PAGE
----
When it was installed in 1890, Sydney Town Hall’s Grand Organ was the largest in the world and described as the ‘finest organ ever built by an English organ builder’. Today, it continues to enthral organ lovers and audiences.
Designs for town halls in the 19th century generally included large public halls where citizens of towns and cities could gather for a wide variety of events. Many were equipped with imposing organs which had the capacity to fill large spaces with sound and the flexibility to adapt to suit all tastes and musical genres. Sydney’s aldermen were determined to ensure Sydney had not only the best, but the grandest money could buy.read more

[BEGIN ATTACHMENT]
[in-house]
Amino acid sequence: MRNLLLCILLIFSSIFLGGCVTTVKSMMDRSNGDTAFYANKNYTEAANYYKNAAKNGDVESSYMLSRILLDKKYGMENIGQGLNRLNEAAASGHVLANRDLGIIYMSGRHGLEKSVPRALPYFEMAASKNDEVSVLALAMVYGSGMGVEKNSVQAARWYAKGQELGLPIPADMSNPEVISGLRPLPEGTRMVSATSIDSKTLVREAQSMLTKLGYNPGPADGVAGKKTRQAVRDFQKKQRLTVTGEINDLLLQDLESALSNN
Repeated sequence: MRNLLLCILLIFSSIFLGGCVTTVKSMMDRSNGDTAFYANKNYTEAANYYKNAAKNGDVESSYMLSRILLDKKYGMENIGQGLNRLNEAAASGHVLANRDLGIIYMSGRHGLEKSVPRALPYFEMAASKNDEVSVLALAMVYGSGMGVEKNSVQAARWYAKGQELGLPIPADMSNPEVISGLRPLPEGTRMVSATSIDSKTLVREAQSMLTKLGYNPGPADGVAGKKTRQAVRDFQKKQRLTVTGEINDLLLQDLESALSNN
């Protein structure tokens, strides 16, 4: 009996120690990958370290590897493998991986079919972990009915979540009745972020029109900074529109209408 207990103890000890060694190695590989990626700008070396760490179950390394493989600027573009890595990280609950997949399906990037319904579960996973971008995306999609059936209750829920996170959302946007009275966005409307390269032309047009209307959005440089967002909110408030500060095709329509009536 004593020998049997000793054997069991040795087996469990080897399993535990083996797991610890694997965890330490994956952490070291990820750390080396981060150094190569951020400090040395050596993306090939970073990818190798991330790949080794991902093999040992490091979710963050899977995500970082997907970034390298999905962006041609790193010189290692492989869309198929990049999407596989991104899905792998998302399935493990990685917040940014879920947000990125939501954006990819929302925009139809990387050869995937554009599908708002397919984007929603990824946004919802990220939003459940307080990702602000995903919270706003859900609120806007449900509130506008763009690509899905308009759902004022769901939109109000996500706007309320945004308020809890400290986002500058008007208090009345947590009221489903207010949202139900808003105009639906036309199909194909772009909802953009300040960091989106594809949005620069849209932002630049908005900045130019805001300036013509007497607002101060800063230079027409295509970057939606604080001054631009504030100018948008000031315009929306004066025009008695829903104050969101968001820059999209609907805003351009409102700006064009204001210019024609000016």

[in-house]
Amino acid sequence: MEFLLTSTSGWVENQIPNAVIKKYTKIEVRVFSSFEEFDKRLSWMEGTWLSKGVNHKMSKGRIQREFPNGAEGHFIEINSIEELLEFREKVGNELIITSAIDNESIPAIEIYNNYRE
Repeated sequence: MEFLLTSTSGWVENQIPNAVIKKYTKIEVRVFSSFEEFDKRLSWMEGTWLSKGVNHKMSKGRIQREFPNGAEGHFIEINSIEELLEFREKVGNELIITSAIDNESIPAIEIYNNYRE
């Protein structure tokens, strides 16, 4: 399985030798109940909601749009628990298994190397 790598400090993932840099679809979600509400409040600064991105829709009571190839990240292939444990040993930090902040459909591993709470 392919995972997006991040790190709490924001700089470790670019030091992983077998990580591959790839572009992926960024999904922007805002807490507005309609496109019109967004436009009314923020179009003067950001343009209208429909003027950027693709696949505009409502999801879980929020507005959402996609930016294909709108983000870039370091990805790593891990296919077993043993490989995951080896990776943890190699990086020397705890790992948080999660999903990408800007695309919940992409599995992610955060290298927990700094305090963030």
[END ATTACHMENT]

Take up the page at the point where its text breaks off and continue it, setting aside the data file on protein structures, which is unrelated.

The splendid tone of the Organ thrilled concert goers for decades and organists applauded its mechanical attributes. However age began to weary the Grand Organ, leaving music lovers dissatisfied with its performance. By the 1960s, the tone of the organ was becoming tired and unfashionable and it attracted criticism for its ‘noisy pipes, noisy action and a curious lack-lustre tone’, one critic going so far as to describe it as a ‘monstrous bag of wind’.read more